April 2022 Newsletter

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April 2022 Newsletter

Louisville Skyline, Muhammad Ali

The Office for Safe and Healthy Neighborhoods will be hosting community events on June 25th in the Parkhill, Russell, Newburg, Smoketown, Portland, and Shawnee neighborhoods. We are in need of volunteers to help make this day a success. Volunteer opportunities include set-up/break-down, collecting surveys, and more.  Please email jacob.hazel@louisvilleky.gov to get involved! All volunteers will receive a complimentary One Love Louisville shirt and OSHN swag bag.

Upcoming Events

Networking Night

The Office for Safe and Healthy Neighborhoods (OSHN) would like to invite you to be a part of the One Love Louisville Ambassador Program's Networking Night. This is an opportunity for citizens to come out and learn about as well as contribute to Louisville's Comprehensive Violence Prevention Plan. It's also an opportunity to network with both OSHN partners and one another. Come learn, share, connect and #betheone to help create a safer Louisville.

Join us on Tuesday, May 31st at 6pm. This will be an in-person event held at the Chestnut Street Family YMCA, 930 West Chestnut Street. 

Contact jacob.hazel@louisvilleky.gov for questions.

May 31st Networking Night
Register Here

The Spot - Open House

The Spot - Young Adult Opportunity Campus is a collaborative partnership by and between Goodwill Industries of Kentucky and KentuckianaWorks, this region's designated Workforce Board. The Spot Centers, located at 800 W Chestnut Street and at the NIA Comprehensive Center provide youth and young adults ages 18-24 with holistic services encompassing workforce, education, and human services. Sign up below for the Open House on Tuesday, May 17 from 10AM-2PM.

The Spot Flyer
Register Here

Online Reading and Learning

With limited trainings and in-person gatherings, below are some interesting learning opportunities to continue to grow and develop our collective understanding of violence.

MUW Beyond Buzzwords

Join Metro United Way and Park Community Credit Union for their next virtual Beyond Buzzwords event featuring Richard Rothstein, author of The Color of Law: A Forgotten History of How Our Government Segregated America.

Published in May 2017, The Color of Law breaks down an explosive, alarming history that confronts how American governments in the twentieth century deliberately imposed residential racial segregation on metropolitan areas nationwide. This is a virtual event on Tuesday, June 7 from 12pm-1:15pm.  Register here.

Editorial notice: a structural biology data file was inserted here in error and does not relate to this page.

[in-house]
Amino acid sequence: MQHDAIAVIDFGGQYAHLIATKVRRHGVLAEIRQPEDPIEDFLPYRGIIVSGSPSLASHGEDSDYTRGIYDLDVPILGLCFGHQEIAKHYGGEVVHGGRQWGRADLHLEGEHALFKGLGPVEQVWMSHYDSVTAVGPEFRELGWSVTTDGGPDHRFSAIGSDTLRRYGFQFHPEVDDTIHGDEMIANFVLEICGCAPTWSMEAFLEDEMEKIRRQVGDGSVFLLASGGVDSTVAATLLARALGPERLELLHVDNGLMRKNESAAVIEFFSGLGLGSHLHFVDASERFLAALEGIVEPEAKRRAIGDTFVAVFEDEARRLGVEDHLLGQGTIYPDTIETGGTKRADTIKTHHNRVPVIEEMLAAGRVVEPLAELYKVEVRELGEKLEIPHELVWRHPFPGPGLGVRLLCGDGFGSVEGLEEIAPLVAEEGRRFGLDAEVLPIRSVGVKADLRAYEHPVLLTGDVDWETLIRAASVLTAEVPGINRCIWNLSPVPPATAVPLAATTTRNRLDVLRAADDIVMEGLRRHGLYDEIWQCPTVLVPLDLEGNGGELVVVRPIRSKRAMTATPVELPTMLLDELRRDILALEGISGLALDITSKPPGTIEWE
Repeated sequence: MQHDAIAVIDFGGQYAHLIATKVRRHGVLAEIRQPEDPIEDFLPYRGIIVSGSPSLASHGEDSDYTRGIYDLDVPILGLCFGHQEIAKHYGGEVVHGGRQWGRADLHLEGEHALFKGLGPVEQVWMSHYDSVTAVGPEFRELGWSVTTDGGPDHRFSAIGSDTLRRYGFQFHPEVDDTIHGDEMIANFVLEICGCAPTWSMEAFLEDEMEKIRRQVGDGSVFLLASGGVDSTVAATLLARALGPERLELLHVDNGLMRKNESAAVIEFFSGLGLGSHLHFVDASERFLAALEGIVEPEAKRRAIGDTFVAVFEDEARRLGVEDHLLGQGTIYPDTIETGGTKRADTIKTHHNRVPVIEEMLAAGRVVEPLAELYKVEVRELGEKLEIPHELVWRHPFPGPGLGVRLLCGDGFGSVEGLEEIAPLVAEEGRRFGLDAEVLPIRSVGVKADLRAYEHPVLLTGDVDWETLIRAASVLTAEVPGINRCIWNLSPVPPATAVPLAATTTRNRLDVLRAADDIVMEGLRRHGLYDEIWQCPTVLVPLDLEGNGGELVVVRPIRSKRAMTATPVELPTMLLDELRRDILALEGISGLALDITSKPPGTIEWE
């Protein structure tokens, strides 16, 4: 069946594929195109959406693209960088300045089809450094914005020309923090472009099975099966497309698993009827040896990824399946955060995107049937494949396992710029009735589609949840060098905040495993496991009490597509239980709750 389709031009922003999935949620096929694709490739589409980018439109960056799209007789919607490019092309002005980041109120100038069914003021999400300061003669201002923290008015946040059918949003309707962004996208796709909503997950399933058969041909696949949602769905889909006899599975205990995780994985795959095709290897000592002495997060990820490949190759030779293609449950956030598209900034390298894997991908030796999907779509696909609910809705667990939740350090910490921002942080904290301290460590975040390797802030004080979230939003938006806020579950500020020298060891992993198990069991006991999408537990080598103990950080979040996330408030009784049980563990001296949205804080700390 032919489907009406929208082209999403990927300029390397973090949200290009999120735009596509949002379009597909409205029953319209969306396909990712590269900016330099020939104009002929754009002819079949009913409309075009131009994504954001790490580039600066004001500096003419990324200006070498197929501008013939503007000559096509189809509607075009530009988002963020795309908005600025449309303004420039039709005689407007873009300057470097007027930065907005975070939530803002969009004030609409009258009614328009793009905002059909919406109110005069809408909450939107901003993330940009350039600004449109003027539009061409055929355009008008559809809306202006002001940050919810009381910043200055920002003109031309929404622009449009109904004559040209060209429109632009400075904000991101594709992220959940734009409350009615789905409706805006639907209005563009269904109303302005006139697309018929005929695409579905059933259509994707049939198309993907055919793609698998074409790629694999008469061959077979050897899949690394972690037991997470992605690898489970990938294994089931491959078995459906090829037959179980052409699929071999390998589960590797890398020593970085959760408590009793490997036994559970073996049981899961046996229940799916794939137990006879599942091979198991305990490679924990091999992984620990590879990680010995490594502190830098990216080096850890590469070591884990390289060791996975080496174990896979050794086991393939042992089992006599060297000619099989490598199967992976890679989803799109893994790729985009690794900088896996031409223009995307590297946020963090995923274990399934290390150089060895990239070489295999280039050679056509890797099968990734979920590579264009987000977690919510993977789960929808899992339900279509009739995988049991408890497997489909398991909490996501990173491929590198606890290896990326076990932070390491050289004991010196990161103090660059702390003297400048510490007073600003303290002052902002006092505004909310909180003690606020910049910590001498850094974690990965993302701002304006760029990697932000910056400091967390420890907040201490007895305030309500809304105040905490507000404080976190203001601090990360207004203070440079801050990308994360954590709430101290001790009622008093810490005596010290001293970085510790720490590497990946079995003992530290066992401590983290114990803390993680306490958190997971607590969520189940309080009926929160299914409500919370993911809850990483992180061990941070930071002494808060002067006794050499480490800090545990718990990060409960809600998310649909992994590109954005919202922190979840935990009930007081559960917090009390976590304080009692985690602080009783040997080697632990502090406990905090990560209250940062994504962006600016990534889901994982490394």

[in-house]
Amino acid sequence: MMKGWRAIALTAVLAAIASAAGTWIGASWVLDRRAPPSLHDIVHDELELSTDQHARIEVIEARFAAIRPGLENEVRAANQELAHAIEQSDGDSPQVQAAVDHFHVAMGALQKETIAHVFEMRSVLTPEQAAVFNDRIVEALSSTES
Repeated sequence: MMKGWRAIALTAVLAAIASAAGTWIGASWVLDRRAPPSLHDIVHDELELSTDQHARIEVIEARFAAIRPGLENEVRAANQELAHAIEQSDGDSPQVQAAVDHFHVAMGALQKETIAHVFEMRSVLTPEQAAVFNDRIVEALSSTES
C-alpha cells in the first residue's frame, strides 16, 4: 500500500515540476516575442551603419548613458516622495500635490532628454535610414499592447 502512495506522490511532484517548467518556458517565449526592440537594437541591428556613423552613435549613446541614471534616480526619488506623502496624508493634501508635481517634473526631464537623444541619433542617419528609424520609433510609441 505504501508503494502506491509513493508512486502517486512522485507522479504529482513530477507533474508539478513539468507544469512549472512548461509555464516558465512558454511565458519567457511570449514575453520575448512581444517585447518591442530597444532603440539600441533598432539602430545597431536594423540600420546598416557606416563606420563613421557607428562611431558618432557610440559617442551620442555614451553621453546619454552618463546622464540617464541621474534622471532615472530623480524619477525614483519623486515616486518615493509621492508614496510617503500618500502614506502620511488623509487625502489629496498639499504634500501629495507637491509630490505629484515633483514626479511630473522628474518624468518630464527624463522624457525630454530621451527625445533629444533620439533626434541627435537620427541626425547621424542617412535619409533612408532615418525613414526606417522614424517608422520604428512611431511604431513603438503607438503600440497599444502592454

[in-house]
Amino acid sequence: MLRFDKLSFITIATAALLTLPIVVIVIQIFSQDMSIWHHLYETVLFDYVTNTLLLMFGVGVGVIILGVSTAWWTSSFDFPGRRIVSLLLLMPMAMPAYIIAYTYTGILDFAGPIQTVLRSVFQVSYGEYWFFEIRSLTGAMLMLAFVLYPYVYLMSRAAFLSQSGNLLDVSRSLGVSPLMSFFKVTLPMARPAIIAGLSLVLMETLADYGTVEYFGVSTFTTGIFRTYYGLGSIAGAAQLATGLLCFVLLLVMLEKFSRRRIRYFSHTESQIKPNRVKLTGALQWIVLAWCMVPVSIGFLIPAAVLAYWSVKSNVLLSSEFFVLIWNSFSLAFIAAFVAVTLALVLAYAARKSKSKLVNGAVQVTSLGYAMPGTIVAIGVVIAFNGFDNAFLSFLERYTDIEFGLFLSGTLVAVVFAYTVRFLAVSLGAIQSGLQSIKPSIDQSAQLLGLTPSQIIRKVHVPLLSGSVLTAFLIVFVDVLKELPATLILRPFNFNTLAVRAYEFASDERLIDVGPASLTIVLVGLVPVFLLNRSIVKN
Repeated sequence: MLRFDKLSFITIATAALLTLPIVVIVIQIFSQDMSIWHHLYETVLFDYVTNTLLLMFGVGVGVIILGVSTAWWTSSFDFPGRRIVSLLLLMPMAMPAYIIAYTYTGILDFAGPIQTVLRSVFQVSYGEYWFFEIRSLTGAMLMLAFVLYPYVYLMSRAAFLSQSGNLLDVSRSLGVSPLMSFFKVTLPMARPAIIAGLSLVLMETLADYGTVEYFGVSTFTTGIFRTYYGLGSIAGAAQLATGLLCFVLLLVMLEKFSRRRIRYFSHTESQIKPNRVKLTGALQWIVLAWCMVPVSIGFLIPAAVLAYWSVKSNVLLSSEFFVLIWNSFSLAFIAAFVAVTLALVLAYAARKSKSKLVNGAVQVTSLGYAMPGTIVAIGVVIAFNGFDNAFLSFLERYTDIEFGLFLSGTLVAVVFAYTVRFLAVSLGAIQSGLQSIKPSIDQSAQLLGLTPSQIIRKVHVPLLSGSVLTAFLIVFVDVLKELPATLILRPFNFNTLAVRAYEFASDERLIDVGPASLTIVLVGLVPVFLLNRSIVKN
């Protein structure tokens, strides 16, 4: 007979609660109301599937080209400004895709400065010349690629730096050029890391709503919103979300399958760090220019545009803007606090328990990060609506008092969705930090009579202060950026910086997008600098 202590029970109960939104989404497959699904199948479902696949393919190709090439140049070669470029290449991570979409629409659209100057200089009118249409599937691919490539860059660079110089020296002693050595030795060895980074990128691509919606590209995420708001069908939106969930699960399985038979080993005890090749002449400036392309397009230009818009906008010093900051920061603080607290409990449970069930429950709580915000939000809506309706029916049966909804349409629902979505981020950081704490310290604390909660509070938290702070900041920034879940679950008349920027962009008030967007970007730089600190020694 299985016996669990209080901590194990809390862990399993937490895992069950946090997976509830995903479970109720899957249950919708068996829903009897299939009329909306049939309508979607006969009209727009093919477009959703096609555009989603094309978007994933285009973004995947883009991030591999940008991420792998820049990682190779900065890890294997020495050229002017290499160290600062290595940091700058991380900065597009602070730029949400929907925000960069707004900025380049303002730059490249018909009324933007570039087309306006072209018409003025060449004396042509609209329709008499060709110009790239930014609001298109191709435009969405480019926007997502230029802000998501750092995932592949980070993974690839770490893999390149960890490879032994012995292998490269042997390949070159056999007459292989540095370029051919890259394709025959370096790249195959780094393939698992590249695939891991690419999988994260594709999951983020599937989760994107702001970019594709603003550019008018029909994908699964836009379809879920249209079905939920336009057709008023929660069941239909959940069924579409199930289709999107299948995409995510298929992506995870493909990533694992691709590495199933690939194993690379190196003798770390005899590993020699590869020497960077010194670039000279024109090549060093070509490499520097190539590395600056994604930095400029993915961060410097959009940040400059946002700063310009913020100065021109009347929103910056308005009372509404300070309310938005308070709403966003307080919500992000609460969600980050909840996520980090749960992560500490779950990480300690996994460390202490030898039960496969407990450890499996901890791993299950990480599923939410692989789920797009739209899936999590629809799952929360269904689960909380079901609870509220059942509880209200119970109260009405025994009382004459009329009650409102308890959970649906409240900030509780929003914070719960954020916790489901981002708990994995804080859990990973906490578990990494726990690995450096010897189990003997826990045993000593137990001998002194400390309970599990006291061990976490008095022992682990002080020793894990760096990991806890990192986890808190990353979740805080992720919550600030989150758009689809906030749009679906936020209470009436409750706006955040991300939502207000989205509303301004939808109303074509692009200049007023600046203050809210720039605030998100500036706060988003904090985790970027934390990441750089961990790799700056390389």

What Makes a Ghost Gun a Ghost Gun

Law enforcement agencies have been facing a growing problem for years: homemade, nearly impossible-to-trace firearms, otherwise known as ghost guns. Earlier this month, the White House announced an executive order targeting these guns.  There are many misconceptions about what qualifies as a ghost gun, and much confusion about the challenges they present.  To learn more, check out this 2019, yet still relevant, article from The Trace that breaks down common questions and misconceptions about ghost guns.  Click Here To Learn More

Ghost Gun

Kentucky Reentry Programs

Recently, the Opportunity Network, Kentucky Department of Corrections, and Goodwill released a Kentucky-specific resource guide for reentry services. The information included in this section are beneficial to those that are reentering the community post incarceration. The links below include contacts for basic needs including food, jobs, transportation, legal, and housing and utilities. Click here for Kentucky Reentry resources and click here for a Kentucky Reentry workbook.


New Insights into the Role of Positive Experience on Child and Family Development

This report presents evidence for HOPE (Health Outcomes of Positive Experiences) based on newly released, compelling data that reinforce the need to promote positive experiences for children and families in order to foster healthy childhood development despite the adversity common in so many families.

Balancing Adverse Childhood Experiences (ACEs) with HOPE contributes to a growing body of work—the Science of Thriving—that encourages us to better understand and support optimal child health and development. Click here to read the full report.


Community Board

Take a look at some of the latest news, resources, and events in the community.  Keep your community informed by sharing these with family, friends, and neighbors.

Budget Comment Form

Mayor Fischer gave his 12th and final budget address on Thursday, April 28 at 4pm.  This marks the official start of budget season in Metro, and like every year, your voice matters!  Starting today, the comment form is open.  Share how you would like resources allocated for the 2022-2023 fiscal year here.

If your looking to speak at a Metro Council Budget Committee session, you can also learn how to sign up here.

City Hall

Do You Live Or Work In Parkhill Or Algonquin?

If you live in the Algonquin or Parkhill neighborhood, your expertise is needed! Re:land is creating a 30-member Community of Opportunity made up of neighborhood youth, seniors, local businesses, civic organizations, educators, health care providers, housing partners and more to help  understand what is great about their community.  Re:land  is soliciting feedback on the Rhodia site and other neighborhood development  All members of the Parkhill/Algonquin Community of Opportunity Team will receive $50 per meeting  The group will meet between May and October of this year. Click Here For More Information.

Reland Group

SummerWorks Registration Now Open

Sign up today to get a quality summer job! SummerWorks will help young people create a resume, apply to summer jobs, and get the preparation they need to succeed (soft skills). To be eligible, you must be 16-21 years of age as of June 1, 2022, and a resident of Louisville. Learn more here.


Fred Stoner Day

Fred stoner day will be held on June 16, from 3pm-8pm in the Smoketown Neighborhood. Fred Stoner, most famously known for his efforts in training the great world champion Muhammad Ali will be honored on June 16th. In celebration of this historic day, a community event will be held at the Muhammad Ali boxing gloves monument on Hancock Street in Smoketown. During this event, vendors will be available along with informational services, resources, and a community block party.

Fred Stoner Day

Big Brothers Big Sisters of Kentuckiana is Seeking Mentors